Are the projections realistic? Does the manager have an operating track record to back those numbers up? If not, the equity multiple is just a number on a piece of paper.

Bottom line: when evaluating deals that boast high equity multiples, investors should keep in mind that the metric does not consider all factors and should be analyzed as part of the due diligence process.

Using equity multiple alongside Internal Rate of Return

To thoroughly evaluate a potential investment, investors should pair equity multiple with other industry metrics — particularly the Internal Rate of Return (IRR).

While equity multiple tells investors the expected return on investment over an unclear time frame, the IRR refers to the average annualized rate of return expected over the investment lifetime. In that sense, IRR combines both profit and time into a single metric expressed as a percentage.

For example, if the IRR for a project was 10%, that means investors received an average annual return of 10% from the project.

(Read more about mastering Internal Rate of Return.)

IRR brings together several key concepts that equity multiple leaves out, such as the time value of money and opportunity costs. At the same time, IRR can also be misleading. A 15% IRR over 6 months may not actually be all that compelling, given it only drives a 1.08x equity multiple. Rather than recycling that capital and finding a new investment, investors might prefer a lower IRR investment with more expected duration. While neither metric is perfect on its own, when used together IRR and equity multiple complement each other and give investors the tools to understand a deal’s ultimate profitability, expected distribution schedule and corresponding opportunity costs.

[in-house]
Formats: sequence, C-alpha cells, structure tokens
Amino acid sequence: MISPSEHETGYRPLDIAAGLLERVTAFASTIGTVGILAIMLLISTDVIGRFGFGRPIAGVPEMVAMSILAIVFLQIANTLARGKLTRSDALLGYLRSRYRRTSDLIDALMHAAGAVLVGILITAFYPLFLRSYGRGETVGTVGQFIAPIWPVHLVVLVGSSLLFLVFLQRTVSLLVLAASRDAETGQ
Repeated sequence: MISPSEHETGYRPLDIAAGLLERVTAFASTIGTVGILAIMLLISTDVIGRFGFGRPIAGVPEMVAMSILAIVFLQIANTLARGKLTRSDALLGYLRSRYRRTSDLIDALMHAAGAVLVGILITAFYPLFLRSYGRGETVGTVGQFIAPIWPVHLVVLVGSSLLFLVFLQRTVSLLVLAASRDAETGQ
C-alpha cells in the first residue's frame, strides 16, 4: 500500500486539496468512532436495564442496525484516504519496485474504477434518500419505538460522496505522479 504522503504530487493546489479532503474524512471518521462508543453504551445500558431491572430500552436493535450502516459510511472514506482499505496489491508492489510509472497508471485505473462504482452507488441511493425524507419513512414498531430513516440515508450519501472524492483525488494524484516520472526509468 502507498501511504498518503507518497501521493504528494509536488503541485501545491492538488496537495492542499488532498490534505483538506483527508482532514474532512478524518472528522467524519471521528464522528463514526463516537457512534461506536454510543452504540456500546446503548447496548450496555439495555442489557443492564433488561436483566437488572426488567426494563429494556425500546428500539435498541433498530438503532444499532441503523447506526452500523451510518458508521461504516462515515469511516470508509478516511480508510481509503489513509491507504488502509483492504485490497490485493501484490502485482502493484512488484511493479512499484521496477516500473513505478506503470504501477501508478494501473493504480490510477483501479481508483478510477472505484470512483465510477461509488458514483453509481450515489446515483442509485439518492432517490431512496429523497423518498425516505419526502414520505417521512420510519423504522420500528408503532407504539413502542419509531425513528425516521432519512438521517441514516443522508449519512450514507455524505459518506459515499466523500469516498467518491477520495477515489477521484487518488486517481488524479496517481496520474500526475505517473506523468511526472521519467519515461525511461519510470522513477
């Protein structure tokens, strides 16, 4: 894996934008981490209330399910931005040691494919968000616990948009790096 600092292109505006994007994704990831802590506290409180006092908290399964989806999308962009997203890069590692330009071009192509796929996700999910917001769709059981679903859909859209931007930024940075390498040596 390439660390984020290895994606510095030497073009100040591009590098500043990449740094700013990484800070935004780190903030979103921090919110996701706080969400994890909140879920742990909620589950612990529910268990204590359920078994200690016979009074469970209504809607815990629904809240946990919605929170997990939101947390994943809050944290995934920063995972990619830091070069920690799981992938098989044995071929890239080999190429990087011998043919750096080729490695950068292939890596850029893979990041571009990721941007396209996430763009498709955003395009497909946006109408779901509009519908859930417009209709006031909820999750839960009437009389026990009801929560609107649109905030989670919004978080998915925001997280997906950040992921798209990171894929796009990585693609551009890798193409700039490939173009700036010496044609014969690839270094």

Assessing risk in real estate investments

Neither equity multiple nor the IRR adequately account for risk, and as part of the due diligence process, investors should pay particular attention to the risks inherent in a project.

This is especially important if high equity multiple opportunities are projected for low quality properties or tertiary locations, or if the financing is inherently risky. While up-and-coming neighborhoods and highly leveraged deals can have particularly attractive upside potential, investors owe it to themselves to fully consider all the risks before proceeding.

Equity multiple is an indispensable tool for commercial real estate investors. When evaluating a potential commercial real estate investment, pair equity multiple with IRR and an appropriate analysis of risk to effectively identity the properties that best meet your investment criteria.

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Any discussion regarding “Opportunity Zones” ⁠— including the viability of recycling proceeds from a sale or buyout ⁠— is based on advice received regarding the interpretation of provisions of the Tax Cut and Jobs Act of 2017 (the “Jobs Act”) and relevant guidances, including, among other things, two sets of proposed regulations and the final regulations issued by the IRS and Treasury Department in December of 2019. A number of unanswered questions still exist and various uncertainties remain as to the interpretation of the Jobs Act and the rules related to Opportunity Zones investments. We cannot predict what impact, if any, additional guidance, including future legislation, administrative rulings, or court decisions will have and there is risk that any investment marketed as an Opportunity Zone investment will not qualify for, and investors will not realize the benefits they expect from, an Opportunity Zone investment. We also cannot guarantee any specific benefit or outcome of any investment made in reliance upon the above.